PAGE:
Good morning. How are you? Have you expanded easily into summer?
My father built his first sailboat in the garage of our bungalow in Toronto. We lived on a cul de sac, which sounds much better than “dead end street” which we used to say as children. It was a dingy, a single-sailed boat with a mast called a Penguin. He bought the blueprint designs, the wood and tools and constructed every part by hand, except the sail. He hand crafted the wooden hull secure against the water and waves, but purchased the triangular cloth, the sail with a symbol and a number, almost like a license plate but for boats, ready to catch the wind.
For three summers, he learned to steer the vessel, catching wind, navigating the waters of Georgian Bay. But, this wasn’t enough. One sail couldn’t harness much wind and he would fall behind other boats racing across the choppy blue-green waves. So, he bought another blueprint and built another boat with a mainsail and a jib – a Fireball – first conceived in 1962.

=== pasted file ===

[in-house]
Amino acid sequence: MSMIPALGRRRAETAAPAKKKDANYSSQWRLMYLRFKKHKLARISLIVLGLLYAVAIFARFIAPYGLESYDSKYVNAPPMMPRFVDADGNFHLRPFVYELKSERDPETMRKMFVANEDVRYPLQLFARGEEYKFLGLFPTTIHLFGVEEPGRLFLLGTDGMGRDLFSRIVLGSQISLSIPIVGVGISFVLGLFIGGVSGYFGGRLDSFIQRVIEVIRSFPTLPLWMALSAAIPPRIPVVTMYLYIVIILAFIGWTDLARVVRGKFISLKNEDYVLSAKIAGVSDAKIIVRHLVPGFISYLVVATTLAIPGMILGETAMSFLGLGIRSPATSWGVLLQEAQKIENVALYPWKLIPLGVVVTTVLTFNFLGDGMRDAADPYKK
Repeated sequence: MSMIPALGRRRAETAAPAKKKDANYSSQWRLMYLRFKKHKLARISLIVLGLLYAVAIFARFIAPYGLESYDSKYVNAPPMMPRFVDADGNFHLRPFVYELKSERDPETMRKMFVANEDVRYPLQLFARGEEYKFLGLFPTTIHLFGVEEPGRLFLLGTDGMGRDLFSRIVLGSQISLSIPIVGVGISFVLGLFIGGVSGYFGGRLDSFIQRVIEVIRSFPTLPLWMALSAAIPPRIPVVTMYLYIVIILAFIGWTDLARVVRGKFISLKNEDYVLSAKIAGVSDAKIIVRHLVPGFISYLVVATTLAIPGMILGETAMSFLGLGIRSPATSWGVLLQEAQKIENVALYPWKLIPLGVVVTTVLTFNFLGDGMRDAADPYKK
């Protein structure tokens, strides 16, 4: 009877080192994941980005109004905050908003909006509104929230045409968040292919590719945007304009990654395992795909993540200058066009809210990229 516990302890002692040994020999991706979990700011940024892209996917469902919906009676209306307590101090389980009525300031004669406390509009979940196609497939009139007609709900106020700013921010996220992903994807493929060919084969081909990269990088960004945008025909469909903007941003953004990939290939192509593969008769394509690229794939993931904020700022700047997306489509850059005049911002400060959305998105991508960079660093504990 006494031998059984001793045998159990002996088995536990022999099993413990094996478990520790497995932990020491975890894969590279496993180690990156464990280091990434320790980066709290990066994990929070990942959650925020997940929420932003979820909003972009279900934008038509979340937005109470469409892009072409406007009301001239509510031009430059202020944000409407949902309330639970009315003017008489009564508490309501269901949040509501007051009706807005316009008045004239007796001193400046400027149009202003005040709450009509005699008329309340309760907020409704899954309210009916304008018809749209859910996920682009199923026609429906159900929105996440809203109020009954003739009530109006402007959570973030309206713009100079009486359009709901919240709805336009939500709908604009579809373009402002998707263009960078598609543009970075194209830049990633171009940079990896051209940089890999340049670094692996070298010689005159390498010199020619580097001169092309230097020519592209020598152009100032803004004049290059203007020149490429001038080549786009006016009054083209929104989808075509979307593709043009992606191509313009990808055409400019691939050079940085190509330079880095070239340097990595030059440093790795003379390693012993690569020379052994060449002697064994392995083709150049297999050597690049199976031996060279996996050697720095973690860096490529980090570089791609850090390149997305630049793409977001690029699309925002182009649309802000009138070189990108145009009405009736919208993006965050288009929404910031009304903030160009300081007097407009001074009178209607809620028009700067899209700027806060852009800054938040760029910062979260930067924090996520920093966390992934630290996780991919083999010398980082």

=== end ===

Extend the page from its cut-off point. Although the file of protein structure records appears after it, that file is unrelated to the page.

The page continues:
I remember skipping, double-dutch, in the driveway, peeking over at the sleek cedar hull, sanded and varnished, feeling admiration and pride. Neighbours came to watch the process unfolding, seeing the nearly five foot expanse jutting out of the too-small garage. It was summer and he had been preparing in the basement all winter.
That boat would speedily slide across the choppy waters and even with my mandatory life preserver, I was scared with every outing. I sat tense near the centre mast at the front of the boar. We would tack across the bay from Beaver Dams beach to Blueberry Island where we would fill a bucket with wild blueberries. Other than the odd pine growing out of the rocky mossy surface, blueberry bushes covered the tiny island. I’d sail for blueberries, knowing we had a destination, but fear would grip me every time.
Each tack sent me under the boom to the other side of the boat and my father would coax me to “handle the jib” barking commands to bring in the sail to catch the wind. I’d pull and watch the two white pieces of fabric flutter with each turn imagining they would never open again – we’d be stranded. Yet, each time, with a few turns of the rudder, and attention to nature, they would unfurl and open again to the wind.